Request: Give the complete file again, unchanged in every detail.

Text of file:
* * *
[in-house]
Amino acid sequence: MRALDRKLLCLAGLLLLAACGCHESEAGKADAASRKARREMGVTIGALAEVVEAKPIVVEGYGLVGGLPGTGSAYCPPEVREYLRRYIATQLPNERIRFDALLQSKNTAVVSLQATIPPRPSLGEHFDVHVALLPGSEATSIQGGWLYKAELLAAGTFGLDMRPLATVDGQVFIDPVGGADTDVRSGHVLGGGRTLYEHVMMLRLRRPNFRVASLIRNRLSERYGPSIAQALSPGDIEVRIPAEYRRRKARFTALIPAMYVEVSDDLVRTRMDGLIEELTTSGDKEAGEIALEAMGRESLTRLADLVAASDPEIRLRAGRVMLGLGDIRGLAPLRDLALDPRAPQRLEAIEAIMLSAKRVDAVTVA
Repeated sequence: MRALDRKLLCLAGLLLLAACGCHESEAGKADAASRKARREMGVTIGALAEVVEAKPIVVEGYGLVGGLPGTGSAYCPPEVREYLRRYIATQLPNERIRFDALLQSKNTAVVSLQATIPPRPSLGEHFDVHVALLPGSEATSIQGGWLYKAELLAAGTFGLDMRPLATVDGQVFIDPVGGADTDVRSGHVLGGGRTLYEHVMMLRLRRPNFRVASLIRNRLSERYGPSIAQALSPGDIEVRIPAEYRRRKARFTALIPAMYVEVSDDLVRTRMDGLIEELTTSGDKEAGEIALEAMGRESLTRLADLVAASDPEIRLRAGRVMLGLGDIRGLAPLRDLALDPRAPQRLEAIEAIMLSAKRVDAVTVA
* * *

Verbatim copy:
[in-house]
Amino acid sequence: MRALDRKLLCLAGLLLLAACGCHESEAGKADAASRKARREMGVTIGALAEVVEAKPIVVEGYGLVGGLPGTGSAYCPPEVREYLRRYIATQLPNERIRFDALLQSKNTAVVSLQATIPPRPSLGEHFDVHVALLPGSEATSIQGGWLYKAELLAAGTFGLDMRPLATVDGQVFIDPVGGADTDVRSGHVLGGGRTLYEHVMMLRLRRPNFRVASLIRNRLSERYGPSIAQALSPGDIEVRIPAEYRRRKARFTALIPAMYVEVSDDLVRTRMDGLIEELTTSGDKEAGEIALEAMGRESLTRLADLVAASDPEIRLRAGRVMLGLGDIRGLAPLRDLALDPRAPQRLEAIEAIMLSAKRVDAVTVA
Repeated sequence: MRALDRKLLCLAGLLLLAACGCHESEAGKADAASRKARREMGVTIGALAEVVEAKPIVVEGYGLVGGLPGTGSAYCPPEVREYLRRYIATQLPNERIRFDALLQSKNTAVVSLQATIPPRPSLGEHFDVHVALLPGSEATSIQGGWLYKAELLAAGTFGLDMRPLATVDGQVFIDPVGGADTDVRSGHVLGGGRTLYEHVMMLRLRRPNFRVASLIRNRLSERYGPSIAQALSPGDIEVRIPAEYRRRKARFTALIPAMYVEVSDDLVRTRMDGLIEELTTSGDKEAGEIALEAMGRESLTRLADLVAASDPEIRLRAGRVMLGLGDIRGLAPLRDLALDPRAPQRLEAIEAIMLSAKRVDAVTVA